Table 9

 Factors or conditions facilitating application of SPC*

*We found reports of facilitating conditions or factors in 28 articles. The factors formed 23 categories which are grouped into five broad areas.
Information technology and other tools facilitated SPC application
1Easy-to-use tools and resources exist to aid with data management and control chart construction22,30,31,35,45,47,69,70The evolution of information technology has brought many new possibilities for SPC data management, control chart construction and interpretation
2Electronic clinical information systems with SPC capability facilitated data management and SPC application19,25,28,30,34,47,49When designing a system which produced control charts for measures reflecting performance relative to a critical pathway for cardiac surgery, investigators found that a facilitating factor “was the existing electronic medical record, which requires that nurses enter a computerized progress note. ... Integration of the data collection with the generation of a nursing progress note clearly provides the motivation for the bedside nurse to use the system. Moreover, we were able to couple our data collection system with the requirement for an electronic progress note efficiently, so that ... the intranet-based system decreased by 50% the amount of time the nurses spent charting their progress note” (Ratcliffe et al,47 pp 1820–1)
Feedback, training and learning may facilitate SPC application
3User feedback guided changes to facilitate SPC application40“In a focus group session with patients, we learned that many objected to plotting the exact PEFR values over time on a chart. The fear was misplotting – thereby ruining the chart. This insight led to a redesign of the chart in a manner that respected their concern yet did not compromise the chart’s ability to provide the information needed” (Boggs et al,40 p 174)
4Training users in SPC application may be helpful15,26,44,50Reflecting on efforts to apply SPC at a provincial hospital in Indonesia, the author suggests that “(i) the process of data management should be performed by the hospital staff under supervision and with training they should be able to do it without supervision; (ii) a training session for staff on the creation and interpretation of the control chart should be carried out” (Purba,44 p 147)
5Gradual introduction of SPC can allow learning and improvement to support subsequent application and spread25,34,61At a family medicine clinic, the impact of QI including SPC application “had to be demonstrated through initial projects before there was more general support for the process by other residents and faculty within the department” (Ornstein et al,34 p 360)
6Professionals in training led improvement efforts using SPC as part of a clinical scholars programme34“Many of the ideas for patient care improvement projects [using SPC] have evolved from the work and leadership of a group of family residents, pharmacy residents, and faculty that is involved in a unique educational experience known as the clinical scholars program. The program was developed ... as a mechanism to provide the family medicine residents with hands-on opportunities to learn clinical research and quality improvement methods. ... Generally, the project leaders are residents in the clinical scholars program” (Ornstein et al,34 p 351)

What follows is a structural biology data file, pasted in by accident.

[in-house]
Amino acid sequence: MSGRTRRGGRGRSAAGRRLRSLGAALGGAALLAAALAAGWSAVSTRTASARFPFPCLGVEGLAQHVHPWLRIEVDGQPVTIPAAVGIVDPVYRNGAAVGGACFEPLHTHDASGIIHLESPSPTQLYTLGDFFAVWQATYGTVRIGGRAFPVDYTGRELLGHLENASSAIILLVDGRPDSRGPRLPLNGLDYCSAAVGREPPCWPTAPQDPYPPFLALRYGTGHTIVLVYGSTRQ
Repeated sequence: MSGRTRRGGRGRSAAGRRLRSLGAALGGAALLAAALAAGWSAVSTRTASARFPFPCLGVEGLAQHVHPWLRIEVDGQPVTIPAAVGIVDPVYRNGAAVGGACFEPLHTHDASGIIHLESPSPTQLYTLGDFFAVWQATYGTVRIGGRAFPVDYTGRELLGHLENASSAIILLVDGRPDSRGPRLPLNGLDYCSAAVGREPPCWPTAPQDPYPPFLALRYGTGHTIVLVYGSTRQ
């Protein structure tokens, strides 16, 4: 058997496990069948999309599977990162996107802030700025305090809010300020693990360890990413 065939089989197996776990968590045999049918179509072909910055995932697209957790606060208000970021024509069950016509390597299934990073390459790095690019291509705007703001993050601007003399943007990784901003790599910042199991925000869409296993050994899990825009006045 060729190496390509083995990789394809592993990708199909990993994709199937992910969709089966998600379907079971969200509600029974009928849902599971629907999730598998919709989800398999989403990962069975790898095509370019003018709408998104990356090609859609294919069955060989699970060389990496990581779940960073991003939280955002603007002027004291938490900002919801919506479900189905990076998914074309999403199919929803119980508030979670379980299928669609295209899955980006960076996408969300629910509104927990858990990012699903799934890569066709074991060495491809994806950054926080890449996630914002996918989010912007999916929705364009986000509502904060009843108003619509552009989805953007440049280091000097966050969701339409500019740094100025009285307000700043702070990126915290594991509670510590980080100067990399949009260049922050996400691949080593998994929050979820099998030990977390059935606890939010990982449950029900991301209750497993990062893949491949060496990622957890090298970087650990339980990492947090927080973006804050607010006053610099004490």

7SPC application to clinical topics captured the interest of clinicians34“Clinical topics interest clinicians, and recognition of the potential personal benefits of a project will increase individual commitment and participation” (Ornstein et al,34 p 360)
Patients can have a role in SPC application
8The benefits of SPC application motivated and empowered patients to record and control chart the data35“Adherence in our clinic population is better, both short-term and long-term, with [asthma patient operated control charts of PEFR] than for any PEFR monitoring method we have used in the past. ... It is our assessment that the reasons for high patient adherence with our method include (1) the PEFR measurement per se is simple and can be performed using inexpensive equipment; (2) the charts our patients use are easy to keep and understand; (3) the concepts of signals and not being at-risk are easily understood and appreciated by patients; (4) the chart plays a central role in each patient’s follow-up visit and in telephone calls between visits; (5) because of the latter, patients know we will be monitoring their adherence; (6) patients understand that their chart provides information we need and will use to make decisions that will impact their care; and (7) the quality of the communication with patients is more substantive” (Boggs et al,35 p 561)
9Patients as partners may be better at collecting data for SPC analysis than “human subjects” are in traditional research38“For the control chart analysis used in the current study, the patient has been a partner (the first author of this article). Patients in RCTs usually are seen as ‘human subjects.’ Psychological theory suggests that partners are better data collectors than subjects” (Solodky et al,38 pp AS18–9)
Literature and experts can guide SPC application
10There is literature to guide SPC application15,35“The statistical methods to be used in calculating control charts are well described in the literature.[Ref]” (Re et al,15 p 395)